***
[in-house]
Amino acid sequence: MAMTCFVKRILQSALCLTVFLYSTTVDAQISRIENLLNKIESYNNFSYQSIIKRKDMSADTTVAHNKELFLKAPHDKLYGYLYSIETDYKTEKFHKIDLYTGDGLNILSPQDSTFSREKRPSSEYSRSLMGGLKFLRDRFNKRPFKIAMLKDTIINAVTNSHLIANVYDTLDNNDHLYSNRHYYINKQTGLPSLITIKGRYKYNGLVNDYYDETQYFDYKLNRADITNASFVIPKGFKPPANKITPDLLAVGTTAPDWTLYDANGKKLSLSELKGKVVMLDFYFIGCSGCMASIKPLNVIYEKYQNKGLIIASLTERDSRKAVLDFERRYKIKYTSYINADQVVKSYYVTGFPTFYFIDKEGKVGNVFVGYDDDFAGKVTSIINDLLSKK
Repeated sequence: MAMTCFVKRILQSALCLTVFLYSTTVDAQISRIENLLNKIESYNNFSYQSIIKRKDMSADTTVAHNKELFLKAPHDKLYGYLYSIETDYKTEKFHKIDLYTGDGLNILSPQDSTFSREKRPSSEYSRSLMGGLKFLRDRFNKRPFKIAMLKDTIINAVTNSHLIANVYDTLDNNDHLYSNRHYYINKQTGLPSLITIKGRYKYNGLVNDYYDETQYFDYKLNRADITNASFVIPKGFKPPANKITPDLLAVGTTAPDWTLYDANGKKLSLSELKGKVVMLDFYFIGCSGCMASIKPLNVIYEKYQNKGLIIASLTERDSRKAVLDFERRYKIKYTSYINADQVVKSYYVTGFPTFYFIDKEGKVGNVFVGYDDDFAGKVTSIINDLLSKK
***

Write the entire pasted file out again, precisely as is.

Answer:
[in-house]
Amino acid sequence: MAMTCFVKRILQSALCLTVFLYSTTVDAQISRIENLLNKIESYNNFSYQSIIKRKDMSADTTVAHNKELFLKAPHDKLYGYLYSIETDYKTEKFHKIDLYTGDGLNILSPQDSTFSREKRPSSEYSRSLMGGLKFLRDRFNKRPFKIAMLKDTIINAVTNSHLIANVYDTLDNNDHLYSNRHYYINKQTGLPSLITIKGRYKYNGLVNDYYDETQYFDYKLNRADITNASFVIPKGFKPPANKITPDLLAVGTTAPDWTLYDANGKKLSLSELKGKVVMLDFYFIGCSGCMASIKPLNVIYEKYQNKGLIIASLTERDSRKAVLDFERRYKIKYTSYINADQVVKSYYVTGFPTFYFIDKEGKVGNVFVGYDDDFAGKVTSIINDLLSKK
Repeated sequence: MAMTCFVKRILQSALCLTVFLYSTTVDAQISRIENLLNKIESYNNFSYQSIIKRKDMSADTTVAHNKELFLKAPHDKLYGYLYSIETDYKTEKFHKIDLYTGDGLNILSPQDSTFSREKRPSSEYSRSLMGGLKFLRDRFNKRPFKIAMLKDTIINAVTNSHLIANVYDTLDNNDHLYSNRHYYINKQTGLPSLITIKGRYKYNGLVNDYYDETQYFDYKLNRADITNASFVIPKGFKPPANKITPDLLAVGTTAPDWTLYDANGKKLSLSELKGKVVMLDFYFIGCSGCMASIKPLNVIYEKYQNKGLIIASLTERDSRKAVLDFERRYKIKYTSYINADQVVKSYYVTGFPTFYFIDKEGKVGNVFVGYDDDFAGKVTSIINDLLSKK